“I think we’re outside the city walls.”

“What?!” I stopped abruptly and stared up at the sky, kind of disappointed that it looked exactly the same as the sky inside the city.

Before I could say anything else, the door behind us slid open.

“Quick, Abby!” Dana called out and started running towards the trees.

I knew the situation was serious and we could get in a lot of trouble if caught but joy and euphoria burst through my body with every step we took and I couldn’t stop myself from laughing and laughing and laughing as we raced through the flowers and bushes and towards the forest.

The bot’s alarm resonated behind us as we slipped between the trees, the smell of petrichor and pine enveloping us.

“Where are we going?” I yelled at Dana.

“I don’t know,” she yelled back, laughter in her voice as she took a right turn. “Bem has to be here somewhere.”

“It doesn’t have to,” I replied, but my earlier bitterness had vanished.

We slowed down, the terrain making it increasingly difficult to run, and we weaved our way from left to right, glancing around for any glint of metal that could indicate Bem’s location. The lab bot had probably already alerted its human supervisors, we wouldn’t be alone for much longer. We just had to find Dana’s friend before any adults found us.

“There!” Dana yelled, pointing at a glistening reflection to our right past the tree line.

She started running again and as we got closer I also recognized the boxy, metallic shape of the gardening bot. It was lying on its side, unmoving, two of its six spindly legs trapped underneath a tube.

“Bem!” Dana cried out, falling to her knees in front of it.

As Dana touched the bot, it came to life, chirping as the lights on its body turned on in waves of colour. The legs started moving wildly, although the ones that were trapped barely moved at all.

“He must have slipped somehow,” Dana noted, looking the bot up and down to make sure nothing was broken.

“Pretty useless machine if it can’t even get back up on its own,” I remarked, slipping my hands into my pants pockets.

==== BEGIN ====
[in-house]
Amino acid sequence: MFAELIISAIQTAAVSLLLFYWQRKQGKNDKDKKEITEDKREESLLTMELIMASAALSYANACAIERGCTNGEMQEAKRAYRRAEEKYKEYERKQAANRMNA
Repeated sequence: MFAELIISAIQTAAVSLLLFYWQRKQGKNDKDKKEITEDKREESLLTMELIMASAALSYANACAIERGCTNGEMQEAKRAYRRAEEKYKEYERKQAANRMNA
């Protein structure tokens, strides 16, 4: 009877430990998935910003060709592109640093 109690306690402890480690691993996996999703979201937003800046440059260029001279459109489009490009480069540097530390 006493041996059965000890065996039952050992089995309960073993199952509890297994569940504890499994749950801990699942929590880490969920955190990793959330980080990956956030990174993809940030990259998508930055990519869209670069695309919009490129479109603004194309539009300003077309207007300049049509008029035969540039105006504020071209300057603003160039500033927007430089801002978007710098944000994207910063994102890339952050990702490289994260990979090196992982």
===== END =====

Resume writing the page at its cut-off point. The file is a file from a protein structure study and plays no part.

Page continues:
“Shush,” Dana replied without looking back at me.

She stood up and placed her hands underneath the bot’s body.

“Help me,” she said and I complied without rolling my eyes or complaining even once.

The body was heavy and impractical to grip, but with a lot of effort and a lot of groaning, we managed to slide its legs out from under the tube and push it upright again.

The bot moved around us in circles as if testing its legs, chirping a happy melody as a thank you, then darted right to a plant that had dared to start wilting. Long, tube-like arms grew out of Bem’s body and started working on the plant.

“It could have used those to push itself upright,” I mumbled, hands on my knees as I caught my breath again.

“If he could have, he would have.” Dana stretched her arms towards the sky, leaning her body from side to side. “Thank you,” she said and turned to me with a wide smile.

I looked away, wiping sweat away from my face with the back of my hand so she wouldn’t see the colour of my cheeks.

“You’re welcome,” I mumbled and straightened. “Can we go to the rollerdome now?”

“Yep, just a sec!”

She bounded over to the bot and leaned down to talk to it.

I sighed and looked up at the sky, remembering what Dana had said earlier, that we were probably outside of the city walls. Outside, where only death and desolation were supposed to live, but the same sun and moon watched over us.

“Hey!” Someone shouted from our right.

I jerked to see a very angry Ivar stomping towards us, and before I could consider what the right response to this situation might be, I had already turned to Dana, grabbed her wrist, and ran back into the forest, our laughter echoing between the trees.


  • Audrey is a Luxembourgish writer and audio-drama creator. She has a Master’s degree in English Linguistics, and interest in human cultures, mythology and video games, and a love for cats. As a writer, Audrey is mostly interested in the weird, the fantastical, and the dark – and also making up people in her head and playing around with them as if they were dolls. Find her and all her projects on audreymartinbooks.com